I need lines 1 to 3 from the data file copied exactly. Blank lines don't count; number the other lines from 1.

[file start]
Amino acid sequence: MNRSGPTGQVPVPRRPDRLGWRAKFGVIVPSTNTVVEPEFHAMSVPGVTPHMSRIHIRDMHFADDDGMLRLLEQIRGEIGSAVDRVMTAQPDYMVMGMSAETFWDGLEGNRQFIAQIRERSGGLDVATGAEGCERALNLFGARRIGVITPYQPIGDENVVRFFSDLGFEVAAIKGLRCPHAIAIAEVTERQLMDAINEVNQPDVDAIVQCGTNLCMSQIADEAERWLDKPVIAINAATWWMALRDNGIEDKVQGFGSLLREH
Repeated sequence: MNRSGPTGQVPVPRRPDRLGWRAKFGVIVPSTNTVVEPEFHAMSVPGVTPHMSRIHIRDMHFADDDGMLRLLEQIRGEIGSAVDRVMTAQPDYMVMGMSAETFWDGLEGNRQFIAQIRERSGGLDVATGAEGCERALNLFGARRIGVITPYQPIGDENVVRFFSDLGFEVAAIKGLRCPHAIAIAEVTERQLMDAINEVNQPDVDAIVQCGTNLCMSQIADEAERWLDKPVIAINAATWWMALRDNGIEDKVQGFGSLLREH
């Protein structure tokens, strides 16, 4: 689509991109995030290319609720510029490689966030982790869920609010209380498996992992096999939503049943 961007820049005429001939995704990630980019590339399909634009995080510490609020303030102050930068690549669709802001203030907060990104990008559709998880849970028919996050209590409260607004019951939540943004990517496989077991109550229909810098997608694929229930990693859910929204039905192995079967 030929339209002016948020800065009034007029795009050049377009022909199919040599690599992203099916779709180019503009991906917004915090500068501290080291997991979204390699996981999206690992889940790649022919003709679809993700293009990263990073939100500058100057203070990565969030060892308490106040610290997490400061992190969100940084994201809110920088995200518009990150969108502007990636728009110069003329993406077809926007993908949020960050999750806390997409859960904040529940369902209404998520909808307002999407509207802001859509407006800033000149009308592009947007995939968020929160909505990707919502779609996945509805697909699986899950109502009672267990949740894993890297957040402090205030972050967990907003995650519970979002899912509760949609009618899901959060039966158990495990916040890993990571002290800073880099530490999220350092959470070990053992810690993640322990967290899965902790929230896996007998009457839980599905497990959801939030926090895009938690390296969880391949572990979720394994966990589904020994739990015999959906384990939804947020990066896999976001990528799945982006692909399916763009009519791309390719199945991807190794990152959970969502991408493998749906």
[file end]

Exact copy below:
Amino acid sequence: MNRSGPTGQVPVPRRPDRLGWRAKFGVIVPSTNTVVEPEFHAMSVPGVTPHMSRIHIRDMHFADDDGMLRLLEQIRGEIGSAVDRVMTAQPDYMVMGMSAETFWDGLEGNRQFIAQIRERSGGLDVATGAEGCERALNLFGARRIGVITPYQPIGDENVVRFFSDLGFEVAAIKGLRCPHAIAIAEVTERQLMDAINEVNQPDVDAIVQCGTNLCMSQIADEAERWLDKPVIAINAATWWMALRDNGIEDKVQGFGSLLREH
Repeated sequence: MNRSGPTGQVPVPRRPDRLGWRAKFGVIVPSTNTVVEPEFHAMSVPGVTPHMSRIHIRDMHFADDDGMLRLLEQIRGEIGSAVDRVMTAQPDYMVMGMSAETFWDGLEGNRQFIAQIRERSGGLDVATGAEGCERALNLFGARRIGVITPYQPIGDENVVRFFSDLGFEVAAIKGLRCPHAIAIAEVTERQLMDAINEVNQPDVDAIVQCGTNLCMSQIADEAERWLDKPVIAINAATWWMALRDNGIEDKVQGFGSLLREH
């Protein structure tokens, strides 16, 4: 689509991109995030290319609720510029490689966030982790869920609010209380498996992992096999939503049943 961007820049005429001939995704990630980019590339399909634009995080510490609020303030102050930068690549669709802001203030907060990104990008559709998880849970028919996050209590409260607004019951939540943004990517496989077991109550229909810098997608694929229930990693859910929204039905192995079967 030929339209002016948020800065009034007029795009050049377009022909199919040599690599992203099916779709180019503009991906917004915090500068501290080291997991979204390699996981999206690992889940790649022919003709679809993700293009990263990073939100500058100057203070990565969030060892308490106040610290997490400061992190969100940084994201809110920088995200518009990150969108502007990636728009110069003329993406077809926007993908949020960050999750806390997409859960904040529940369902209404998520909808307002999407509207802001859509407006800033000149009308592009947007995939968020929160909505990707919502779609996945509805697909699986899950109502009672267990949740894993890297957040402090205030972050967990907003995650519970979002899912509760949609009618899901959060039966158990495990916040890993990571002290800073880099530490999220350092959470070990053992810690993640322990967290899965902790929230896996007998009457839980599905497990959801939030926090895009938690390296969880391949572990979720394994966990589904020994739990015999959906384990939804947020990066896999976001990528799945982006692909399916763009009519791309390719199945991807190794990152959970969502991408493998749906």